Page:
There is one issue with this tool: Since only the backups are analyzed, only those applications and files can be analyzed that are marked by the app developer for backup (which is the default setting). Other files, e.g. temporary files, that are not marked for backup cannot be extracted. Thus, it might be possible that an application has additional files (e.g. temporary files) with non-secure protection classes, which are not shown by the tool.
This tool is licensed under the MIT License. Some of the code was taken from the projects mentioned below. These parts are marked within the source code files.
Permission is hereby granted, free of charge, to any person obtaining a copy of this software and associated documentation files (the "Software"), to deal in the Software without restriction, including without limitation the rights to use, copy, modify, merge, publish, distribute, sublicense, and/or sell copies of the Software, and to permit persons to whom the Software is furnished to do so, subject to the following conditions:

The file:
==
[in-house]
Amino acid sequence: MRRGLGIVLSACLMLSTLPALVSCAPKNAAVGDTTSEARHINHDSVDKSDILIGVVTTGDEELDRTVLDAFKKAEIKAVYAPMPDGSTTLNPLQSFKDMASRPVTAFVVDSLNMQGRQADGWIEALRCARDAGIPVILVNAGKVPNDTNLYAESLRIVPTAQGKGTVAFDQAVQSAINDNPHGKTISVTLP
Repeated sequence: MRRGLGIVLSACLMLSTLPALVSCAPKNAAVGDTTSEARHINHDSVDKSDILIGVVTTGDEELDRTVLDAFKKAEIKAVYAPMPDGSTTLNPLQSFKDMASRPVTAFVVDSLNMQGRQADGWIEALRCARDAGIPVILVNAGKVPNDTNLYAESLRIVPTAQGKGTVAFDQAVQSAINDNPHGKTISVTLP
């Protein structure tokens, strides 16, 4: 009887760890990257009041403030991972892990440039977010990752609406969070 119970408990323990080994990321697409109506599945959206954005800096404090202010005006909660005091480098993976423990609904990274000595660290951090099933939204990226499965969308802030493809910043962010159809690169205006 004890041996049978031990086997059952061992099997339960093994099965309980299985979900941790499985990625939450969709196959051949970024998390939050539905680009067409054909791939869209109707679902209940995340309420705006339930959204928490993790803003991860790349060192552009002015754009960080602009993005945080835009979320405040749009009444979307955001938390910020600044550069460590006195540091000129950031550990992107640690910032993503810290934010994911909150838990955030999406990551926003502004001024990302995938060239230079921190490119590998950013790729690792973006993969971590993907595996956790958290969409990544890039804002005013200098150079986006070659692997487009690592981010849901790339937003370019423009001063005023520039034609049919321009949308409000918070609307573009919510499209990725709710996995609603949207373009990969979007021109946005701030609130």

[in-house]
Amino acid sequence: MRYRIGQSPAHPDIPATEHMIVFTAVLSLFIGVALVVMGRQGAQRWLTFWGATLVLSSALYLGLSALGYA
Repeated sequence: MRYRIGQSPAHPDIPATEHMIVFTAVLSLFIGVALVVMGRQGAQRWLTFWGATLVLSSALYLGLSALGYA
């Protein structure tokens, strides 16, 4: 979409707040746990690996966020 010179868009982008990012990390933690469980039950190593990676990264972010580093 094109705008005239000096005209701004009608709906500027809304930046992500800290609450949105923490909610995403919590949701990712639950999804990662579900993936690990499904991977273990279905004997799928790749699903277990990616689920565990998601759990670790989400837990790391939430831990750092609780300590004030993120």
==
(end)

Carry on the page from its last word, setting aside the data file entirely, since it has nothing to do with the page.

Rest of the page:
The above copyright notice and this permission notice shall be included in all copies or substantial portions of the Software.
THE SOFTWARE IS PROVIDED "AS IS", WITHOUT WARRANTY OF ANY KIND, EXPRESS OR IMPLIED, INCLUDING BUT NOT LIMITED TO THE WARRANTIES OF MERCHANTABILITY, FITNESS FOR A PARTICULAR PURPOSE AND NONINFRINGEMENT. IN NO EVENT SHALL THE AUTHORS OR COPYRIGHT HOLDERS BE LIABLE FOR ANY CLAIM, DAMAGES OR OTHER LIABILITY, WHETHER IN AN ACTION OF CONTRACT, TORT OR OTHERWISE, ARISING FROM, OUT OF OR IN CONNECTION WITH THE SOFTWARE OR THE USE OR OTHER DEALINGS IN THE SOFTWARE.